The problem with people saying "we should just cut our usage in half!" doesn't understand why the automobile industry is growing. It's not that people's cars break down and they discard them to junk yards. It's that their children come of driving age and require a vehicle now as well. We've quite likely DRAMATICALLY reduced our consumption of various Bad Things (tm) on a per capita basis, but population growth likely shrouds such cut backs. Perhaps someone should give us per capita energy use, polution, etc, etc and trend that out rather than just spouting how many Googl-tons of CO2 pumped out by the human race each year....
/Mines the one with the bike lock key in the pocket.
TV resolution has been lagging behind for quite a while. NTSC or PAL has had sub 640x480 quality since inception, however, most computers have had minimum of 640x480 since 1990. It wasn't until 720i and the like rolled along that we got anything better. The nice thing was the push for TVs to be 1080p (and LCD) that killed CRTs and improved computer resolution for the mainstream from the old 1280x1024 (at best) to a more default 1366x768 (cheapos) or the 1920x1080. Still not the optimal (for now) 1920x1200, but it is still better than what we had just in 2001.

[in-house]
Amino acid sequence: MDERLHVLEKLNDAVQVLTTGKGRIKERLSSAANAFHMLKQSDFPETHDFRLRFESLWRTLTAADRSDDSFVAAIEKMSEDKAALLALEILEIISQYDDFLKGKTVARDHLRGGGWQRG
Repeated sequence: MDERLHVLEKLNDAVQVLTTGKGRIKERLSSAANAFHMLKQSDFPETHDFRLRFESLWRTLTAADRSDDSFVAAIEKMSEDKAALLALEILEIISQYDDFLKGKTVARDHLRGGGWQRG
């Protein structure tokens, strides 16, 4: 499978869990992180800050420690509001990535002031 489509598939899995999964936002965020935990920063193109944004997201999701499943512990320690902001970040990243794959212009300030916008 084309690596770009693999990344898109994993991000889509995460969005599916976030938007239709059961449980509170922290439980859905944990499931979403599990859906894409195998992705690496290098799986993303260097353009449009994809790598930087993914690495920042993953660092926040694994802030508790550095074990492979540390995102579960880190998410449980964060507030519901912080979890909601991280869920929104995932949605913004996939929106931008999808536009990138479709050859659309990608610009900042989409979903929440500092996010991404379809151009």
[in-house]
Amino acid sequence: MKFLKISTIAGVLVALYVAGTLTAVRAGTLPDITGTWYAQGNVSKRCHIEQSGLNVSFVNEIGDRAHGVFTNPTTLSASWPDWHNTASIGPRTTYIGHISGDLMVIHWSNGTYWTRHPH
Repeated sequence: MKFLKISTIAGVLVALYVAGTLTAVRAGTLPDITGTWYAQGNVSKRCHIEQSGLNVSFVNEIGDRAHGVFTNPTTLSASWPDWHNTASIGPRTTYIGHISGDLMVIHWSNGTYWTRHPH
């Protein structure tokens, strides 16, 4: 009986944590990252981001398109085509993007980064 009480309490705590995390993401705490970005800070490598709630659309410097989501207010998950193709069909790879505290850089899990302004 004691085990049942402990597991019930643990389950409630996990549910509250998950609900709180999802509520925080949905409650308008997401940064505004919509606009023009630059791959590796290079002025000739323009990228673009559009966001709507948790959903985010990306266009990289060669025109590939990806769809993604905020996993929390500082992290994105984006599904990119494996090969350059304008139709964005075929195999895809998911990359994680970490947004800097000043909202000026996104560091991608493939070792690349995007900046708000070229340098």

It's unclear whether "device" refers to the iPhone itself, or some chippery in it. Even if it is the iPhone itself, 2-4% must be common, since it is REQUIRED to fall within FRAND.
Sure. An atomic bomb tends to follow the equation quite well. We already *know* that both a particle and anti-particle *completely* annihilate each other, which would mean 100% conversion to energy (be it heat, light, etc). Does it make a boom? Sure. Likely makes a fancy light display too. Do we have enough antimatter to test with? Nope. But just because I'm not outside to see that the sky is blue, my knowledge of light refraction tells me it likely is.
Next to none. It was 4 years ago we read about similar revolutionary battery tech and was also compared to Li-on batteries. Why don't such techs make it to mainstream? They're expensive to replicate. Didn't we have flat-panel displays on trash-bag plastic that could be rolled inside of a pen and used on the beach a few years back? Yeah, didn't get far either.